One of the founders and I go so far back I can remember when Dover sole first came flying into New York thanks to him, but I still have to say I was not surprised to see the oddest upscale food emporium in my neighborhood go belly-up suddenly. All of us who hate Barzini had high hopes for it, and I will never forget spotting the nervous owner of our neighborhood downscale market cruising through on reconnaissance on opening day. But the reality was that the prices and the mustard-museum esthetic kept it from becoming a destination, which is ironic if you go back far enough to the coinage of “mustard museum.” I admire OotF for not whining about the rent going up or blaming brutal competition from either Holy Foods or the coming Westside Market. The place took its lumps of coal and shut down. And jeebus, did it shut down fast. I stopped in on Tuesday for a croissant on my way to the hip gym (and I mean that adjective sardonically) and the shelves looked tidier but by no means under siege. On Friday a hyper-local blog announced everything was 50 percent off, and by the time we walked over around 5 the whole cavernous space looked as if locusts had been through. As my consort said, it was most fascinating to see the left-behinds: Not just obvious Karo and Crisco and Cajun roux in a jar but a huge chunk of the fresh Mexican deli shelf (corn and flour tortillas, Wholly Queso etc. [Can you say Las Palomas?]) The last cheese sitting was halloumi, in a processed form. I was happy to grab Liquid Smoke — what fools West Side mortals be in not realizing what a great, useful, natural ingredient it is. The fish counter had a big sign reading something like “thanks for all the fishes” while a couple of slabs of shrink-wrapped something once-finned were tucked into the case with the unsold broccoli rabe and cucumbers. And that was what was most unsettling. In a big store stripped nearly bare, the fresh food was still languishing . . .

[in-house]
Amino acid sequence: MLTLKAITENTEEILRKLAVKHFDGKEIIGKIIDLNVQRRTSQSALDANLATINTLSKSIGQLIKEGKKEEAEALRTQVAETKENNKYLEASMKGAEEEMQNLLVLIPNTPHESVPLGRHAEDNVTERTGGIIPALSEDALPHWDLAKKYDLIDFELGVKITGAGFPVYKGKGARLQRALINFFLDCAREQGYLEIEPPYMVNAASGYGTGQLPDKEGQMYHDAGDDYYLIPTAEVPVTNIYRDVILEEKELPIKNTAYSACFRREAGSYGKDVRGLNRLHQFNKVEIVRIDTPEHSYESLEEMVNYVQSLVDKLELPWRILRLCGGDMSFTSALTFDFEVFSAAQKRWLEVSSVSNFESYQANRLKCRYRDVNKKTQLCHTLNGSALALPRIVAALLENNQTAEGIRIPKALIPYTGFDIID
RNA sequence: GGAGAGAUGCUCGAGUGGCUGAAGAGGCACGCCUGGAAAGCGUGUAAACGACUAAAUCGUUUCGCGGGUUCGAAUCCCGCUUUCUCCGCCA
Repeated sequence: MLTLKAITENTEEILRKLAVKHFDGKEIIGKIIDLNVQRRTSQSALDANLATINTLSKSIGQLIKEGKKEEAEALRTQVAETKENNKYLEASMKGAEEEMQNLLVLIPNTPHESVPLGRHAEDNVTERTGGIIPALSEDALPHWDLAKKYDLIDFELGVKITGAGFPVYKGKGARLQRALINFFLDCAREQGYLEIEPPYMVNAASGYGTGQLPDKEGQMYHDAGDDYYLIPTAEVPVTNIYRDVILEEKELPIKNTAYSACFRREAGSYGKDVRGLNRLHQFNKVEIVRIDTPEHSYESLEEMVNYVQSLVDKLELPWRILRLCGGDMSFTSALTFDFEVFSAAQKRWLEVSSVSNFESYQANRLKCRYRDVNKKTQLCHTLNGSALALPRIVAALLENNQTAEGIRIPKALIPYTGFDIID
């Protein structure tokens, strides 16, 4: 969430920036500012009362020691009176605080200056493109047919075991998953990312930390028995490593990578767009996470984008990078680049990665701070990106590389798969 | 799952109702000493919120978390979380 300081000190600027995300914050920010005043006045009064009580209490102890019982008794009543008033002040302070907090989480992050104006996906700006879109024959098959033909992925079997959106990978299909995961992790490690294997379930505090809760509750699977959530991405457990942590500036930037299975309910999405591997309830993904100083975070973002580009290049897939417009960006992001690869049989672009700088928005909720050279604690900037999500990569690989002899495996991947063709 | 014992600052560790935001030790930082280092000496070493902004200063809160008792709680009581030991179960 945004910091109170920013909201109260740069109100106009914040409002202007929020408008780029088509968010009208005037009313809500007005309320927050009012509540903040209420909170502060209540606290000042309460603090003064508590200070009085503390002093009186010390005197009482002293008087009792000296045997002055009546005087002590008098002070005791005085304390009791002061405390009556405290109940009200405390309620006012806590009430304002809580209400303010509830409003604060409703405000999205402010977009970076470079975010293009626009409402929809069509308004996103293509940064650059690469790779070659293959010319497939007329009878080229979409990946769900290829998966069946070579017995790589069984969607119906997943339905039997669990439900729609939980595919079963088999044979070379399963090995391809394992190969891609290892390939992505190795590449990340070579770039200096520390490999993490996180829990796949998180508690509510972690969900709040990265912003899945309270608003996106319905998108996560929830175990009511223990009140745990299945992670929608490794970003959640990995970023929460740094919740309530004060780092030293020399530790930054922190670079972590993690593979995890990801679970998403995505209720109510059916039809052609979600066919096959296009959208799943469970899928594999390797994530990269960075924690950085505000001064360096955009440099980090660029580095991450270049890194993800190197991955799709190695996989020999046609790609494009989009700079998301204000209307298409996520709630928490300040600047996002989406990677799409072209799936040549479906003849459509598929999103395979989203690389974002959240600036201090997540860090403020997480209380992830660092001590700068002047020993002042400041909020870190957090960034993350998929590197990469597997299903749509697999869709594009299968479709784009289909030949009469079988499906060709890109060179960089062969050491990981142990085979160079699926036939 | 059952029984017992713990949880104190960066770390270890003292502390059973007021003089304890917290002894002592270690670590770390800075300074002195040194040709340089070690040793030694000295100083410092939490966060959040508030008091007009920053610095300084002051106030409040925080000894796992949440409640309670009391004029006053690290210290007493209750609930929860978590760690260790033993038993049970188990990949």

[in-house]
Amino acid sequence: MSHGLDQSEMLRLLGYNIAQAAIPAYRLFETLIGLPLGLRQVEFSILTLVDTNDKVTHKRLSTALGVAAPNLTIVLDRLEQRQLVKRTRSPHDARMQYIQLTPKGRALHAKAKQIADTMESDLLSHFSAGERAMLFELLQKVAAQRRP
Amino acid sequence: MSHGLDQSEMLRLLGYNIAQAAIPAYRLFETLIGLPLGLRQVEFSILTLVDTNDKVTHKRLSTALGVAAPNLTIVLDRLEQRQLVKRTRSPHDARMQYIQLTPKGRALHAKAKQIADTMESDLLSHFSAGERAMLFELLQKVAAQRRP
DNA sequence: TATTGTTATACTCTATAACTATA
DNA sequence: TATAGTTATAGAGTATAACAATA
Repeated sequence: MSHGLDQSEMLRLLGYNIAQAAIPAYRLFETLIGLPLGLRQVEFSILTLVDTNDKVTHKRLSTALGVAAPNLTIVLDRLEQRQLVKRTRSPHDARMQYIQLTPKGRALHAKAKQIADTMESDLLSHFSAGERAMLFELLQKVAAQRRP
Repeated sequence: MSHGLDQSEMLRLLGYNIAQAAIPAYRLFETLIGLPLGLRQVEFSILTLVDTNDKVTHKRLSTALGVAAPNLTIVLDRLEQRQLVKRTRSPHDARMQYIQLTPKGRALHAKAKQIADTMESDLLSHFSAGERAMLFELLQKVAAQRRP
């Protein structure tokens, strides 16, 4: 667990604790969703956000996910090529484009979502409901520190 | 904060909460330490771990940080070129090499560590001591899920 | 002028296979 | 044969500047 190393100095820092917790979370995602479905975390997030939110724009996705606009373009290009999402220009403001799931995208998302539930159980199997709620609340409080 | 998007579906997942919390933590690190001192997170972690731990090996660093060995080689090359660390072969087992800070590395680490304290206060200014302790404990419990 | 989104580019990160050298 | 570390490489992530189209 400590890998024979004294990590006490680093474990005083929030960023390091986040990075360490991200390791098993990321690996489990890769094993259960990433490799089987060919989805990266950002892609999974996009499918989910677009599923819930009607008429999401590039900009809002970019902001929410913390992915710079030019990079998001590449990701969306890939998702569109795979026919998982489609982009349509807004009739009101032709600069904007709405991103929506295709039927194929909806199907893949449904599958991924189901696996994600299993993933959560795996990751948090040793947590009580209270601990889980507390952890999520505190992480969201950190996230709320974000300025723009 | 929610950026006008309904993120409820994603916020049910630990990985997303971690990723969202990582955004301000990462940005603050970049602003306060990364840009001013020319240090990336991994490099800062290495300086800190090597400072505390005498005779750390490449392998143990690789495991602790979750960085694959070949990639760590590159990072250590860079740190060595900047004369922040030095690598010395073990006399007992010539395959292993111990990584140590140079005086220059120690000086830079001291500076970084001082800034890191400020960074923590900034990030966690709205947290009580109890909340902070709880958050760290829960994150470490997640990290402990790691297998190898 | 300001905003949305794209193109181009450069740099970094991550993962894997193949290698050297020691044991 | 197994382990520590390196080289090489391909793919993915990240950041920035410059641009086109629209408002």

We get the actual “hometown paper” only on Sundays, so just before heading out to the 7 Train Across the Universe I happened upon one of those bizarre obits it has taken to running for dead people who achieved nothing in life beyond breeding (and not of accomplished spawn). I always read them looking for clues as to what in the name of Zelig merits inclusion alongside the likes of Lennon but always wind up recycling the paper in frustration. On this particular Sunday, though, I was glad I had wasted the time. The DPWAN of the morning was a “proud Irishwoman.” Who, it turns out, was born in Queens. Come on. This is America. You’re American if you popped out of Mom here. (And I say that as the daughter of a Belfast-born Marine.) After reveling in the Louis Armstrong House/Museum in Corona, the disconnect seemed even more obvious. As the exhibits showed, Satchmo moved into a white neighborhood that became black and is now Latino. Four of us walked to lunch on sidewalks where we were the minority. After a great Mexican lunch, we spent a long time in a supermarket gawking at shelves stocked with at least two dozen types of chorizo and a dozen types of bacalao plus endless aisles labeled not by food but by country. As one of our friends who was just back from Mexico noted, what unites us all is consumerism. No store he saw south of the border was that overstocked (or even half-stocked). Assimilation begins when you come for the tomatillos but walk out with the ketchup. I’m sure even Mrs. O’Leary-Byrne-Collins learned to love Tater Tots. And maybe even to douse them with sriracha.